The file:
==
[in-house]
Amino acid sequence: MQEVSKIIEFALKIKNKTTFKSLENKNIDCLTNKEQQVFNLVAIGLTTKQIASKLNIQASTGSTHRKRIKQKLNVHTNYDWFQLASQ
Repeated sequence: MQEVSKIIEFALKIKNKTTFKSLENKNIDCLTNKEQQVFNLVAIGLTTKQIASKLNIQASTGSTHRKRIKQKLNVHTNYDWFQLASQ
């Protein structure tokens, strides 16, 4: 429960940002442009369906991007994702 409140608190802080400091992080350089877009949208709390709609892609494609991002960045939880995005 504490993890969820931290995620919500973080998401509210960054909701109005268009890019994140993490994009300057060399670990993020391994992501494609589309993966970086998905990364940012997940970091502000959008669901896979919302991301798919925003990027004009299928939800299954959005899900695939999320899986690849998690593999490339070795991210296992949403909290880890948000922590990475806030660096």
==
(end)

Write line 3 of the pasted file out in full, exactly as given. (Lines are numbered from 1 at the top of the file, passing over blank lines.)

Repeated sequence: MQEVSKIIEFALKIKNKTTFKSLENKNIDCLTNKEQQVFNLVAIGLTTKQIASKLNIQASTGSTHRKRIKQKLNVHTNYDWFQLASQ